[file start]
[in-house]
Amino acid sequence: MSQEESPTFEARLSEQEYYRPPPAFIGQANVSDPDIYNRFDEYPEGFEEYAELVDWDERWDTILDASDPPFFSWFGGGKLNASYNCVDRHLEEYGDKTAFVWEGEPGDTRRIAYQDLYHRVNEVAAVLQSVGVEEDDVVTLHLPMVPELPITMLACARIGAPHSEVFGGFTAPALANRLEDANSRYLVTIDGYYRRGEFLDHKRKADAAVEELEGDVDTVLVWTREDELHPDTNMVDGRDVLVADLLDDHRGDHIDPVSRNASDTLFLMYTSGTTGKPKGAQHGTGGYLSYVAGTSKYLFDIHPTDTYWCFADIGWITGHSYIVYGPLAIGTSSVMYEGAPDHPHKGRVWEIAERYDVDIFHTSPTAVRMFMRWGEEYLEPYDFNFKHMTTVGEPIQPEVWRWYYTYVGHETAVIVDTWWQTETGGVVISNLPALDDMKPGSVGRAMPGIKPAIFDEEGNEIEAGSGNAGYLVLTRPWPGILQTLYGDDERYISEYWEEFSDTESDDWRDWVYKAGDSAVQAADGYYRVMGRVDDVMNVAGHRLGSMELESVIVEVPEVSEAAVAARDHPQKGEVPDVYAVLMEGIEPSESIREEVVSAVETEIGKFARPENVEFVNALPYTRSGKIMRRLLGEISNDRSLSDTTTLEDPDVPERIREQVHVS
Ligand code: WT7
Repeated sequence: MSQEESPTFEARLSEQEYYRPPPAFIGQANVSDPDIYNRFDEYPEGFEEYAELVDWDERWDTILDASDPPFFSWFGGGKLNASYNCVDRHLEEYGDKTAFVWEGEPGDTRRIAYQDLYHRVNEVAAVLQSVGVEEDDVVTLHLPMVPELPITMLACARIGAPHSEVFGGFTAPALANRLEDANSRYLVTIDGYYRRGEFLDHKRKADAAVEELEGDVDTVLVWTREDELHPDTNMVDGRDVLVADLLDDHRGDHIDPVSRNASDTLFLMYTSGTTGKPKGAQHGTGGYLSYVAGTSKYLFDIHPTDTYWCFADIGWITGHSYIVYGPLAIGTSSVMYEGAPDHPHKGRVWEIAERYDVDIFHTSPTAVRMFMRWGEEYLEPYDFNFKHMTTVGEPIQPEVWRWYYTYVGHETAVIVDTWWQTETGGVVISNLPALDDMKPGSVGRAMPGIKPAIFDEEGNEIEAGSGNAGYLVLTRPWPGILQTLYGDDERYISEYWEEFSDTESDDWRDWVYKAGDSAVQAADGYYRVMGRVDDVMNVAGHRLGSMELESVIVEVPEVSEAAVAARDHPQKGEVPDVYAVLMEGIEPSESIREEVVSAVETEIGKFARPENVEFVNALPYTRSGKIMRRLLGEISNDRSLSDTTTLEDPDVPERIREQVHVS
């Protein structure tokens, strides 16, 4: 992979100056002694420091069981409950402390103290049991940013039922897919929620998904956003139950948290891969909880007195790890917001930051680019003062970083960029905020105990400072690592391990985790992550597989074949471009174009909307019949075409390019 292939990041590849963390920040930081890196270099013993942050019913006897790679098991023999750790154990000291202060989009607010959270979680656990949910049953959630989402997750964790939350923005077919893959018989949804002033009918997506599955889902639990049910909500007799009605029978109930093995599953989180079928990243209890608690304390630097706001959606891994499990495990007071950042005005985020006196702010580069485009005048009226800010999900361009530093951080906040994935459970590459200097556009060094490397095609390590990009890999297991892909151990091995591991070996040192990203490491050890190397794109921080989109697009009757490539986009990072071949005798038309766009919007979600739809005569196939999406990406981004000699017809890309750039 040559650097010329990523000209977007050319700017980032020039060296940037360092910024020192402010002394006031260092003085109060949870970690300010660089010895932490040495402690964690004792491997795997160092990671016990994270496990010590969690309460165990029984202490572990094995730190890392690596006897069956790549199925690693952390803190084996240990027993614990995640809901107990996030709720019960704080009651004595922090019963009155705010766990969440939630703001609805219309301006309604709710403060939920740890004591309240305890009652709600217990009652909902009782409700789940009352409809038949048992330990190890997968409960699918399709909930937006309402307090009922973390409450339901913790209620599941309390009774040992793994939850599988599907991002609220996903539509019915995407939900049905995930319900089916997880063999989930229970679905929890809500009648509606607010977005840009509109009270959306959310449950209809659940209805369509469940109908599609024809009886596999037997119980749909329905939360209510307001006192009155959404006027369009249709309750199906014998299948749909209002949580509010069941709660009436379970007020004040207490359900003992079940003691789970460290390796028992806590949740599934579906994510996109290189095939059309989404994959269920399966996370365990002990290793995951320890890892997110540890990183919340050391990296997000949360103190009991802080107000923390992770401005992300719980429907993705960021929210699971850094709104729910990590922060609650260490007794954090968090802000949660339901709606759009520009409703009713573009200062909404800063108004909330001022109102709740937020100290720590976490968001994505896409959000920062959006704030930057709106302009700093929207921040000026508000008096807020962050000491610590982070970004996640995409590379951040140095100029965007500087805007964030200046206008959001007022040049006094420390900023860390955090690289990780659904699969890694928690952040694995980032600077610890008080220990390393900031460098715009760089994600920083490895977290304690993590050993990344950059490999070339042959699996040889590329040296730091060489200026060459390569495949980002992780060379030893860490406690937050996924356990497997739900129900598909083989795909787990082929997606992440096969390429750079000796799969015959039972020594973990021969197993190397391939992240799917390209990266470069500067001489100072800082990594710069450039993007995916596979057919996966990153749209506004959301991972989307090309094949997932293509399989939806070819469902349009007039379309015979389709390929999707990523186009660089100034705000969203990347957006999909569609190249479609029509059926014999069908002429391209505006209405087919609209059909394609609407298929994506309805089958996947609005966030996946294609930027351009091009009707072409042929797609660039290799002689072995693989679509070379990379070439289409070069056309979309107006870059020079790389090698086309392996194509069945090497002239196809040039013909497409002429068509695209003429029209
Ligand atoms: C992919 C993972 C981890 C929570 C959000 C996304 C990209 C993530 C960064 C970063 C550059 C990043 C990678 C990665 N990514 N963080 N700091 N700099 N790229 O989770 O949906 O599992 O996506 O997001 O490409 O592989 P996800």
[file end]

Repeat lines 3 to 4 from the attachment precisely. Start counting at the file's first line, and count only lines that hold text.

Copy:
Ligand code: WT7
Repeated sequence: MSQEESPTFEARLSEQEYYRPPPAFIGQANVSDPDIYNRFDEYPEGFEEYAELVDWDERWDTILDASDPPFFSWFGGGKLNASYNCVDRHLEEYGDKTAFVWEGEPGDTRRIAYQDLYHRVNEVAAVLQSVGVEEDDVVTLHLPMVPELPITMLACARIGAPHSEVFGGFTAPALANRLEDANSRYLVTIDGYYRRGEFLDHKRKADAAVEELEGDVDTVLVWTREDELHPDTNMVDGRDVLVADLLDDHRGDHIDPVSRNASDTLFLMYTSGTTGKPKGAQHGTGGYLSYVAGTSKYLFDIHPTDTYWCFADIGWITGHSYIVYGPLAIGTSSVMYEGAPDHPHKGRVWEIAERYDVDIFHTSPTAVRMFMRWGEEYLEPYDFNFKHMTTVGEPIQPEVWRWYYTYVGHETAVIVDTWWQTETGGVVISNLPALDDMKPGSVGRAMPGIKPAIFDEEGNEIEAGSGNAGYLVLTRPWPGILQTLYGDDERYISEYWEEFSDTESDDWRDWVYKAGDSAVQAADGYYRVMGRVDDVMNVAGHRLGSMELESVIVEVPEVSEAAVAARDHPQKGEVPDVYAVLMEGIEPSESIREEVVSAVETEIGKFARPENVEFVNALPYTRSGKIMRRLLGEISNDRSLSDTTTLEDPDVPERIREQVHVS